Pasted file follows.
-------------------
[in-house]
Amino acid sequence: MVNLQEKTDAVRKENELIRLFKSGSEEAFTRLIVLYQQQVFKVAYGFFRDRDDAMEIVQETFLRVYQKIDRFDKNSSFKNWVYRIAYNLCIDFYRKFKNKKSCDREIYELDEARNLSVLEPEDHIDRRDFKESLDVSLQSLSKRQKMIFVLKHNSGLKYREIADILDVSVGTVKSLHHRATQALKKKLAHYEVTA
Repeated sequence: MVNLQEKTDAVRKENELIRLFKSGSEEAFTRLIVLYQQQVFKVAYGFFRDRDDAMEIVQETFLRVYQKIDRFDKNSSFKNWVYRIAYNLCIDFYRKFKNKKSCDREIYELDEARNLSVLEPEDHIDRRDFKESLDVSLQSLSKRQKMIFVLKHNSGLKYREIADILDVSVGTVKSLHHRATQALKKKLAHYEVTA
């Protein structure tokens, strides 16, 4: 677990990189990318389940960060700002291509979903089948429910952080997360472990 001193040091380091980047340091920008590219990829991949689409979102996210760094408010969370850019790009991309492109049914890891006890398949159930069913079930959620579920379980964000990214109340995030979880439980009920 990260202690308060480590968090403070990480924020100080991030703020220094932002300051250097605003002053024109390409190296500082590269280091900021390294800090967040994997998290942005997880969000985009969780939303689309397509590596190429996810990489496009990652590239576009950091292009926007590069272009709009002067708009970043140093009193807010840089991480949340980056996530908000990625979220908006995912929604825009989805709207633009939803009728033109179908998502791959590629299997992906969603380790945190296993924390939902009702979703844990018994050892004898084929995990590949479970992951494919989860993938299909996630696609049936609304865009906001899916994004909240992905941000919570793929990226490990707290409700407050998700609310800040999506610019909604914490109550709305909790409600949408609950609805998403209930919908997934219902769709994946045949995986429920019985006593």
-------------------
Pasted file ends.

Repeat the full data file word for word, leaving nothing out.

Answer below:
[in-house]
Amino acid sequence: MVNLQEKTDAVRKENELIRLFKSGSEEAFTRLIVLYQQQVFKVAYGFFRDRDDAMEIVQETFLRVYQKIDRFDKNSSFKNWVYRIAYNLCIDFYRKFKNKKSCDREIYELDEARNLSVLEPEDHIDRRDFKESLDVSLQSLSKRQKMIFVLKHNSGLKYREIADILDVSVGTVKSLHHRATQALKKKLAHYEVTA
Repeated sequence: MVNLQEKTDAVRKENELIRLFKSGSEEAFTRLIVLYQQQVFKVAYGFFRDRDDAMEIVQETFLRVYQKIDRFDKNSSFKNWVYRIAYNLCIDFYRKFKNKKSCDREIYELDEARNLSVLEPEDHIDRRDFKESLDVSLQSLSKRQKMIFVLKHNSGLKYREIADILDVSVGTVKSLHHRATQALKKKLAHYEVTA
């Protein structure tokens, strides 16, 4: 677990990189990318389940960060700002291509979903089948429910952080997360472990 001193040091380091980047340091920008590219990829991949689409979102996210760094408010969370850019790009991309492109049914890891006890398949159930069913079930959620579920379980964000990214109340995030979880439980009920 990260202690308060480590968090403070990480924020100080991030703020220094932002300051250097605003002053024109390409190296500082590269280091900021390294800090967040994997998290942005997880969000985009969780939303689309397509590596190429996810990489496009990652590239576009950091292009926007590069272009709009002067708009970043140093009193807010840089991480949340980056996530908000990625979220908006995912929604825009989805709207633009939803009728033109179908998502791959590629299997992906969603380790945190296993924390939902009702979703844990018994050892004898084929995990590949479970992951494919989860993938299909996630696609049936609304865009906001899916994004909240992905941000919570793929990226490990707290409700407050998700609310800040999506610019909604914490109550709305909790409600949408609950609805998403209930919908997934219902769709994946045949995986429920019985006593």